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Friday, December 11, 2015

Lumpectomy And Radiation May Be Superior To Mastectomy For Patients With Early-Stage Breast Cancer

The Washington Post (12/11, Bernstein) reports on a study that finds that, among “37,207 women who were diagnosed with early-stage breast cancer between 2000 and 2004,” the women who had “breast-conserving surgery plus radiation had a 10-year survival rate of 76.8 percent,” compared to a 59.7 percent survival rate for “women who had mastectomies.” Lead author Sabine Siesling concluded, “If it’s medically feasible and it’s the choice of the patient, then the patient has a better prognosis,” for lumpectomy and radiation.

 

Medscape (12/11, Mulcahy) reports that the study found that “the relative risk for death after 10 years was nearly 20% lower” for those who opted for lumpectomy and radiation, than for the women who chose “mastectomy alone.” Siesling concluded, “breast-conserving therapy should be the treatment of choice, especially in small tumors, when it is medically feasible.”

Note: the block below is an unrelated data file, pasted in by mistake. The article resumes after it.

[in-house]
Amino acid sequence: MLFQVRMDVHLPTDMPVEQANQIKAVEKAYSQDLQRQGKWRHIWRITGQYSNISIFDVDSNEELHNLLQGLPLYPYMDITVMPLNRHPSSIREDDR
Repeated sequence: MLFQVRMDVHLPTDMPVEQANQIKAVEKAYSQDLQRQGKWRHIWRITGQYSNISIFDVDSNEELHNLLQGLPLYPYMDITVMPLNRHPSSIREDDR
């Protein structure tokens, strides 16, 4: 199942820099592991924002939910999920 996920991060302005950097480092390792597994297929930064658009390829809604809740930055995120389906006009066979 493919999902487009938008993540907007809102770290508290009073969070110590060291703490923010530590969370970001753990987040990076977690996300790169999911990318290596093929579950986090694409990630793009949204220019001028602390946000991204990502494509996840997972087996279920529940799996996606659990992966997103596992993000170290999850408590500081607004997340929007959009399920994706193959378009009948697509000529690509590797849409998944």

NPR (12/10, Neighmond) reports in its “Shots” blog on a separate study that concludes, “an increasing number of women are opting for the most aggressive option — mastectomy followed by breast reconstruction,” and even “asking that both breasts be removed.” This study indicates “that mastectomy with reconstruction is more costly and has more complications after surgery than lumpectomy with whole-breast irradiation, while the rate of cancer recurrence and survival is essentially the same.”

 

TIME (12/11, Sifferlin) characterized the Smith study as showing “that mastectomies followed by breast reconstruction was both costlier and came with more complications than lumpectomies (sometimes referred to as breast-conserving therapy) followed by radiation.”

 

HealthDay (12/11, Norton) also covered both studies, reporting that the first indicated that “women with early stage breast cancer may survive longer” by choosing “lumpectomy, followed by radiation, rather than a mastectomy.” The second found that mastectomy and reconstruction cost an average of “$89,000 for women with private insurance,” compared to “just under $66,000” for lumpectomy and radiation.


Medscape (12/11, Osterweil) carries a quote from Smith: “Our data would suggest that lumpectomy plus whole-breast irradiation is a high value treatment for younger women, and either lumpectomy alone or lumpectomy plus whole breast irradiation are the highest value treatments for older women.” 
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